Coconino County Medical Examiner Lawrence Czarnecki performed an autopsy on May 15. One of the marks he used to make a positive ID was a small tattoo of a Japanese symbol on her left foot. Japanese media would later quote Hanamure’s friends recalling her wish to be identified by this mark if something happened to her. The symbol, which comes from a character in her last name, means "flower."
In a copy of the coroner’s report obtained by BACKPACKER, Czarnecki noted that Hanamure was a little over 5 feet tall and a "very physically fit, muscular" 130 pounds. She had another tattoo of a heart on her lower abdomen, and a green bellybutton ring. Her hair was black and cut short. She wore a blue short-sleeved shirt, green shorts, and brown hiking boots.
The report cited 29 stab wounds. The evidence taken included Hanamure’s fingerprints, fingernail clippings that might contain the killer’s DNA, her blood-splattered clothing, and a rape kit. Although the autopsy did not reveal physical trauma that might suggest sexual assault, rape was not ruled out. All lab results have been sealed under court order.
The autopsy paints a grisly account of Hanamure’s last moments. Of the 29 stab wounds, 22 were to the head and neck, a number of them severe enough to be fatal. A single blade that was about 3 inches long and 1 inch wide had sliced the carotid artery on the left side of her neck and punctured her lung. Her skull was chipped from blunt force. Pathology experts who evaluated the report for this story were struck by the apparent manic nature of the homicide.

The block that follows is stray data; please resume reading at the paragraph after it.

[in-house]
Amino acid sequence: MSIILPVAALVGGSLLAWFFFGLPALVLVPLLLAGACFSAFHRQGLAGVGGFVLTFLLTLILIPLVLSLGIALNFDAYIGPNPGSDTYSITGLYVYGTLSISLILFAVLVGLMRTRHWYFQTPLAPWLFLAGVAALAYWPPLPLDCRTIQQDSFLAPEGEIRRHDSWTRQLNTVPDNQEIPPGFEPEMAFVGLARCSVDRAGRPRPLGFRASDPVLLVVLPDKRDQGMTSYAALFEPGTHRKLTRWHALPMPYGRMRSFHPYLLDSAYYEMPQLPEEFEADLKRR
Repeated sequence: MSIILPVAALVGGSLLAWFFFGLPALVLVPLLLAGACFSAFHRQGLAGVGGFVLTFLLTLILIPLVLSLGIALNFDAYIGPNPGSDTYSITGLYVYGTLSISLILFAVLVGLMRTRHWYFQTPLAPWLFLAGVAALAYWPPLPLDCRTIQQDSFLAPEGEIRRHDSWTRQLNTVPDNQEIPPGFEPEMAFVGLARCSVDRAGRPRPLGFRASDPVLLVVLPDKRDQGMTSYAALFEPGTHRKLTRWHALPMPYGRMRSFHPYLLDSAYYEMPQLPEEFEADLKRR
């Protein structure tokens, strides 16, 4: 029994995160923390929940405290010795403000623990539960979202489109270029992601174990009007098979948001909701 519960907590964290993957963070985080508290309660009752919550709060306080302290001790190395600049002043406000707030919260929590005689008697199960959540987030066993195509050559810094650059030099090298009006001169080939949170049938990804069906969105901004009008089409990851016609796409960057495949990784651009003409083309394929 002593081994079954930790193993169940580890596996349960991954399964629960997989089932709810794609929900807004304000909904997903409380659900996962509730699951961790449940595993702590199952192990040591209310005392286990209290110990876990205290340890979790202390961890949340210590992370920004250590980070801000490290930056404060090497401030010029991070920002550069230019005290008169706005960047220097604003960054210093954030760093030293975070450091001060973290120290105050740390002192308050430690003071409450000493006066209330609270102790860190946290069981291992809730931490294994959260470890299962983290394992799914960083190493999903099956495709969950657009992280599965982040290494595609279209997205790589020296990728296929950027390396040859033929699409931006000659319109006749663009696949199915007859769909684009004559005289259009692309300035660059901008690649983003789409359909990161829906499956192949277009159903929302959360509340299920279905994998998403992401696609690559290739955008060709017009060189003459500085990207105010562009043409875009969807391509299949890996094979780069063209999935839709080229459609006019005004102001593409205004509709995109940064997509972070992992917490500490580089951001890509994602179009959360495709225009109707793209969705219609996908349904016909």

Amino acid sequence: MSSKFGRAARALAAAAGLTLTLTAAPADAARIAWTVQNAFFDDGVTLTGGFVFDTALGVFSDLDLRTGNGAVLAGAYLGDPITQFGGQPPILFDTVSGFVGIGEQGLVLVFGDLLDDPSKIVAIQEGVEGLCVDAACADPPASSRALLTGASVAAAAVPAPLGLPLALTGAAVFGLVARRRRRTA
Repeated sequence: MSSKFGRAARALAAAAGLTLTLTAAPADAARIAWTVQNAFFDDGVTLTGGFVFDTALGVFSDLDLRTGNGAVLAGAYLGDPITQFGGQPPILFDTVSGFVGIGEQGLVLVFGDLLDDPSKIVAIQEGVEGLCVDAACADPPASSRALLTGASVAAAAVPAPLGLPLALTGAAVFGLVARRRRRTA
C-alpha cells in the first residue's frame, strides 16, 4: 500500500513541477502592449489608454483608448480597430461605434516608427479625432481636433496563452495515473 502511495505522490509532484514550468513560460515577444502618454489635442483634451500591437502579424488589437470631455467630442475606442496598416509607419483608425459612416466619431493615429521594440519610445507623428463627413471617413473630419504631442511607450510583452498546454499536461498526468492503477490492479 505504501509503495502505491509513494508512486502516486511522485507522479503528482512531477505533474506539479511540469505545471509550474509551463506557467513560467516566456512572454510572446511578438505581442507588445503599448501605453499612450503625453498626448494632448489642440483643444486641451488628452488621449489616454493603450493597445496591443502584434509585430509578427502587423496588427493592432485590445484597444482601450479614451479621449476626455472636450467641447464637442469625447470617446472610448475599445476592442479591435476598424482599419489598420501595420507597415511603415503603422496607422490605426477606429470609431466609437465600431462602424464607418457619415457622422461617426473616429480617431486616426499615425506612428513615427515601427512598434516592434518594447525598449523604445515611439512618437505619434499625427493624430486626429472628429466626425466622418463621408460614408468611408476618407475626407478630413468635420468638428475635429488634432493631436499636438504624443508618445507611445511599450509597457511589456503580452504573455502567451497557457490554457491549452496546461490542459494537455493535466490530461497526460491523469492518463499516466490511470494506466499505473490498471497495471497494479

"This person was in a frenzy," says physician Tom Myers,coauthor of Over the Edge, which chronicles all known deaths in the Grand Canyon. "The killer must have been so psychotic or incoherent he couldn’t appreciate that he was still stabbing her even though she was unresponsive, basically dead." The coroner noted that the stab wounds came from many different angles. "He was moving. She was moving. It was an all-out fight for her life," concludes Myers. "This is the most brutal killing in the Grand Canyon in modern times."
When the media reported the gruesome autopsy details last summer, people from Flagstaff to Tokyo were outraged.A crazy, cold-blooded killer was at large. Japanese reporters became obsessed with the homicide and accused the U.S. government of not doing enough to solve the crime. Japanese TV crews camped at the county sheriff’s office and the Supai trailhead. The Arizona Republic reported that state tourism officials were worried about public-relations implications—not surprising, since some 100,000 Japanese tourists visit the Grand Canyon every year. A July 24 Republic article notedthat Japanese TV segments about Hanamure almost always showed pictures of the national park, with no mention of the crime happening on a reservation.